Allow us to set the scene: it’s 5 p.m. on a Friday, the office is nearly empty. A few folks are murmuring in the cubicles behind you. The cleaning staff is starting their nightly rounds. You’re left with your work buddy and you’re eagerly gossiping about anything and everything. While you are pretty sure no one can hear you — and you mostly trust your colleague — there are some conversations that shouldn’t be had within the confines of a professional setting.
Though some may argue appropriate discussions depend on the culture of the company, career expert Elizabeth Whittaker-Walker begs to differ, since some topics can risk your reputation — and even your employment. How come? We all have biases — regardless if we acknowledge or realize them — and it’s not always easy-peasy to leave ‘em at the door.
“As much as professionals may challenge or battle biases, they exist and they impact how decisions are made, trust is built, and so much more,” she continues. “Without having a bias roadmap for every colleague one engages in work, it’s difficult to know what kinds of conversations will be seen as supporting or opposing the tenants of institutional culture each person holds most dearly.”
For all of these conversations, it’s better to keep mum with your work buddies, or at the very least, take the talk outside — literally.
The one about politics, religion, and sex
When you attend your partner’s gala, see a long-lost friend for the first time in ages or find yourself at a dinner party with folks whose views you don’t share, it’s important to choose your words carefully. Elizabeth Pearson, an executive career coach says the same is true in a professional network, and generally speaking, you should never discuss politics, religion or sex.
“The likelihood of making a coworker or boss feel uncomfortable when broaching one of these topics is sky-high,” she continues. “Even if you think you are aligned with your conversation partner’s views on one of these subjects — don’t risk it. There are sexual harassment and discrimination laws for a reason.”
All employees should feel empowered to believe what they want, vote for whomever they wish and feel respected in a working environment, and when these topics are brought up, you never know who could feel ashamed or even get angry.
The one about how you spend your money
You and your partner choose to take a lavish, wonderful vacation together each and every year to a faraway place. Your office mate on the other hand, who makes a similar salary, is more of a saver who values pinching pennies over investing in a safari in South Africa.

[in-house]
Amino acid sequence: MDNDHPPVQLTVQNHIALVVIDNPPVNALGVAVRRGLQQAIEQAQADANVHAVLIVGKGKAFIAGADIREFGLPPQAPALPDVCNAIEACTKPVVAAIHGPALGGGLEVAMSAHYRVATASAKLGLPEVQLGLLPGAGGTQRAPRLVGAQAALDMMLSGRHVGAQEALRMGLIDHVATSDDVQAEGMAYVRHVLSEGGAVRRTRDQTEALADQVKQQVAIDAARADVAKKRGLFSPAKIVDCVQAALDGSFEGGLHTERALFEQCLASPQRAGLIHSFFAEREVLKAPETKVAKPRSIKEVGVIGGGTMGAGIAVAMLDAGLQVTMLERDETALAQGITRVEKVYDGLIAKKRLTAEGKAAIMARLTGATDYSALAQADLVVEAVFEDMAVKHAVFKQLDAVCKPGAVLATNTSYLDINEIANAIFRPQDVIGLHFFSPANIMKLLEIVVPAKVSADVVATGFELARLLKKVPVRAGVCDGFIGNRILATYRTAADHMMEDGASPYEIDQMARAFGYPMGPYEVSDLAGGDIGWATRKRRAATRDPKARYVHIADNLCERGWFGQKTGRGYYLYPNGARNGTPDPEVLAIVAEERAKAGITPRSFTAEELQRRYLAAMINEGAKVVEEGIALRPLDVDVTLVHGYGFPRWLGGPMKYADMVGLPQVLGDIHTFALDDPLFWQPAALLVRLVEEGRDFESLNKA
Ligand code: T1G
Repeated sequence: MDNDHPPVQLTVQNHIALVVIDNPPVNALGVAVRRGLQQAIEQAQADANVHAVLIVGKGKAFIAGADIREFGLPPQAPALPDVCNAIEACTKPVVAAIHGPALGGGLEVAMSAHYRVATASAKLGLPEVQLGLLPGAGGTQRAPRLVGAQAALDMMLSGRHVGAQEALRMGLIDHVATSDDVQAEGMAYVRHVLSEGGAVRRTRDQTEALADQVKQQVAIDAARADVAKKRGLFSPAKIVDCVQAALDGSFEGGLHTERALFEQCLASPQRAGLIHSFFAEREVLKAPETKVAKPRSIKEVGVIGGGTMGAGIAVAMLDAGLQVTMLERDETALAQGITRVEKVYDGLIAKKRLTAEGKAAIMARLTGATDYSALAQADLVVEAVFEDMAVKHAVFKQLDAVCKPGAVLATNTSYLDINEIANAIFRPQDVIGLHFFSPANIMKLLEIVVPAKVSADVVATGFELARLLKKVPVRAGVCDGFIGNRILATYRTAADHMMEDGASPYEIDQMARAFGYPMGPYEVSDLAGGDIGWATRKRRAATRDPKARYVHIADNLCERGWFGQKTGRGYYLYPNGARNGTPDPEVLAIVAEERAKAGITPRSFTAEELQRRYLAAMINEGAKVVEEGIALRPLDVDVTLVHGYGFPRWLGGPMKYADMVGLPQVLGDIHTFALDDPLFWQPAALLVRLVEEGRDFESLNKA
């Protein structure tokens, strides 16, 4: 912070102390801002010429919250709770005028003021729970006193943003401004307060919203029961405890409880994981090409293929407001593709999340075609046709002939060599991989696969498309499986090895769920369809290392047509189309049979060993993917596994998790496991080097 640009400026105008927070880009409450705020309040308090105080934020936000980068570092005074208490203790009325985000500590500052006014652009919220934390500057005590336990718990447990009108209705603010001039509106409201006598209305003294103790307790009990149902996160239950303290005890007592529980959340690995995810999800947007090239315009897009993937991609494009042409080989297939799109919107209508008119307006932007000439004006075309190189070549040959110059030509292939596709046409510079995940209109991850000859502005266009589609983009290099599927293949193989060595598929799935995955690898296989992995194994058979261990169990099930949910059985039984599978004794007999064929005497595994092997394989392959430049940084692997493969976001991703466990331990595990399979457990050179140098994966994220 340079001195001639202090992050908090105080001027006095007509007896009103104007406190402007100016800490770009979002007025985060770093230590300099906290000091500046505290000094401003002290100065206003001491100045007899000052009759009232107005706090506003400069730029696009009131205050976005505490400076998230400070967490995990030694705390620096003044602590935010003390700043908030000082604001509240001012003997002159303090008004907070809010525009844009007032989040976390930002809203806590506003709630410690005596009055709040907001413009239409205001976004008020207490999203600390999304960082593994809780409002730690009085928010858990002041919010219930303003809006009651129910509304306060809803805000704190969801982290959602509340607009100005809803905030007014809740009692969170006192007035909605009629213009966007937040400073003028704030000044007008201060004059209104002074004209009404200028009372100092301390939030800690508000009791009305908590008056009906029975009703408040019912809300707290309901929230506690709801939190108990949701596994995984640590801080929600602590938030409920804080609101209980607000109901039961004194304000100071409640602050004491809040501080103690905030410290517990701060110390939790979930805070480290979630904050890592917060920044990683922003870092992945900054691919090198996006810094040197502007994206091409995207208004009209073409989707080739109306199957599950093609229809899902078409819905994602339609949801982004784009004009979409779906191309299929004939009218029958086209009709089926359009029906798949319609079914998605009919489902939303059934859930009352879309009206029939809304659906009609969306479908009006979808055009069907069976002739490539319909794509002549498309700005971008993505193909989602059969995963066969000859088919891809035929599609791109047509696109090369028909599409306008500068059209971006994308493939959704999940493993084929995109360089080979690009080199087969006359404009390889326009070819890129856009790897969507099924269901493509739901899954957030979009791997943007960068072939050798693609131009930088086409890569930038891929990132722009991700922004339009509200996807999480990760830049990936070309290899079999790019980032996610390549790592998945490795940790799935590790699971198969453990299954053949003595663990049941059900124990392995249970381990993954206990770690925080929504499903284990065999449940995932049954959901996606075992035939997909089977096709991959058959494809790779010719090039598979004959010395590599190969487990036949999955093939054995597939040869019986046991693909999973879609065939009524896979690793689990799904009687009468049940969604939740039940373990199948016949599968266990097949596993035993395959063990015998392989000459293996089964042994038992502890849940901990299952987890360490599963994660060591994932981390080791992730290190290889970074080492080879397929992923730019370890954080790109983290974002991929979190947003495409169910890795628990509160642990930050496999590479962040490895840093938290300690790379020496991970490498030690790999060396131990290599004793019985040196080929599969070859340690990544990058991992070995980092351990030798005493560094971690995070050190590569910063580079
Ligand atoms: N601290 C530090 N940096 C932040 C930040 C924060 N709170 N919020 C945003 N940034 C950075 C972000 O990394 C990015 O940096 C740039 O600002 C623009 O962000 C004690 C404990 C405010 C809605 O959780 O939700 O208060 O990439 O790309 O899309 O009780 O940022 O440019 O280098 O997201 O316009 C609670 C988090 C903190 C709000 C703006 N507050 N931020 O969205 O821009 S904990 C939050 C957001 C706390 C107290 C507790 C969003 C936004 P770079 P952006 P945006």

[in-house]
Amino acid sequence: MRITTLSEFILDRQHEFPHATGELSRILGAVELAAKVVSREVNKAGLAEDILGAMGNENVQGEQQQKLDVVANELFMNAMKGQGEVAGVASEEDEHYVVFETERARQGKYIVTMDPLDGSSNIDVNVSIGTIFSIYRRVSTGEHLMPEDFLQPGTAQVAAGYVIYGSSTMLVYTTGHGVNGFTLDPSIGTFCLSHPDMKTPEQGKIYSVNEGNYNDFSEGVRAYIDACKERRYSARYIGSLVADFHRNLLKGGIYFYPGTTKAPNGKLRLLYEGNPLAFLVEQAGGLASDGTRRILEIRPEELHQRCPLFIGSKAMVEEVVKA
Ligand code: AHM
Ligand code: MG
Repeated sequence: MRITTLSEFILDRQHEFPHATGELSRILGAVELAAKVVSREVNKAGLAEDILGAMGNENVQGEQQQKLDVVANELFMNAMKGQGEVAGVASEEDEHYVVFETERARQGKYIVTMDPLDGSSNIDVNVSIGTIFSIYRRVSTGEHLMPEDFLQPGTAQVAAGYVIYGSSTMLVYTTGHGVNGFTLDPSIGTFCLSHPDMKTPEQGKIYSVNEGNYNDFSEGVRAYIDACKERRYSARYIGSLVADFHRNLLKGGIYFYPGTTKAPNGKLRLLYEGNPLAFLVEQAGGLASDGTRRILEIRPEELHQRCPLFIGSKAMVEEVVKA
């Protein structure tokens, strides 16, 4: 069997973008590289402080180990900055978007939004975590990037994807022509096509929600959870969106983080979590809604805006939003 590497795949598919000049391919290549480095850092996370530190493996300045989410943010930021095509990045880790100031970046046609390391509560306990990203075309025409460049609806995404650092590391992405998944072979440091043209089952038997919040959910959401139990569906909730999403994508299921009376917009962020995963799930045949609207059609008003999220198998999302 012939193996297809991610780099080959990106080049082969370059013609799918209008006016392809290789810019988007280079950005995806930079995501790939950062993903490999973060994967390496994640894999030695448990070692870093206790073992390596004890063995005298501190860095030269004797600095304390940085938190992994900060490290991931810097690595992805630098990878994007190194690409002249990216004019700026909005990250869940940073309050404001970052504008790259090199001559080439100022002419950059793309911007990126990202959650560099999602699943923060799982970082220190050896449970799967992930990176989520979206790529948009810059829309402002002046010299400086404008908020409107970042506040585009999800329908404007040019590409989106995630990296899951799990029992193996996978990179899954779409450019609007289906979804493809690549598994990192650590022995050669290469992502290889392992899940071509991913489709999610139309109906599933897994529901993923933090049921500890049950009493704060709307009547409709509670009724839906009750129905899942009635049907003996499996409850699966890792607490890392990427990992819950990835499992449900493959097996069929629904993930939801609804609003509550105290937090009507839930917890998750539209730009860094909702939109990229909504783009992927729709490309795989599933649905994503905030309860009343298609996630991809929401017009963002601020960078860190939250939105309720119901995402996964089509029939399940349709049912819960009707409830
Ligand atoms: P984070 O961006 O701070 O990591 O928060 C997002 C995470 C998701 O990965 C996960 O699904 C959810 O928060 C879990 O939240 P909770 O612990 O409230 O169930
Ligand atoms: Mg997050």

Here’s the deal: no two folks handle finances the same way, and it can sometimes send the wrong message if you openly talk about your home, your car and your vacation plans. Not only will some folks see this as bragging — but if leadership is annoyed, it could prevent you from upward mobility.
“By disclosing excessive information about your spending means, you could be unknowingly signaling to your company’s leadership that you have no need for an increase in pay. Be selective about who you share your financial habits with,” Whittaker-Walker suggests. “Keep your big purchases private.”
The one about your side hustle
These days, nearly everyone has a second gig. Thanks to a budding digital landscape that’s ripe with opportunity and an economy that’s heavily turning toward freelancers, you may have recently developed a side hustle.
Regardless if you’re a DIY Diva with a thriving Etsy business or a copywriter who is underpaid and signing contracts with non-competitors, Pearson says to keep this news to yourself.
“Even if you are not using any company time to work on your budding business, your boss may not believe you are giving 100 percent and are still totally committed to their initiatives,” she explains. “Gush about your side-hustle success to friends and family — or basically anyone who doesn’t work with you.”
The one involving intimate details about your relationship
Sure, you will probably answer some questions about your current dating situation. You may even eagerly bring up your children — and gladly show off photos from their latest weekend adventure. It’s normal to share basic information, but it’s better to keep on the side of generalization and not intimacy.
As Whittaker-Walker explains, sharing too much about this sacred part of your life gives your colleagues unearned access that they could use against you.
“If sensitive information in this department is shared freely with one colleague, they might feel free to share it with another colleague. As information spreads, your professional identity could become more linked to your relationship status than your skills and talents,” she explains. When you are having trouble at home, it’s better to vent to a friend, write your thoughts in a journal, or even seeking therapy to have a safe space to work through issues.
The one about your disdain for your boss or coworkers
If you wake up each and every workday, excited to head into the office and raddle through your deliverables, you’re lucky. But you’re also not immune to poor professional experiences like a micromanaging boss, a demanding client or an assistant who simply can’t follow instructions.
Many people — even those who adore their careers — vent about their professional grievances. And though they may seem harmless by the coffee maker with a colleague you consider a friend, Pearson says it can quickly turn around and reflect badly on you. This is especially true if you’re lured into a group dynamic where everyone shares resentment, annoyance of satisfaction.
“Throwing out negative vibes and complaints will tarnish your reputation, damage your chances of a promotion, or even get you fired,” Pearson continues. “Leadership within the organization may flag you as a flight-risk, or even worse, a ‘cancer’ to the company culture.”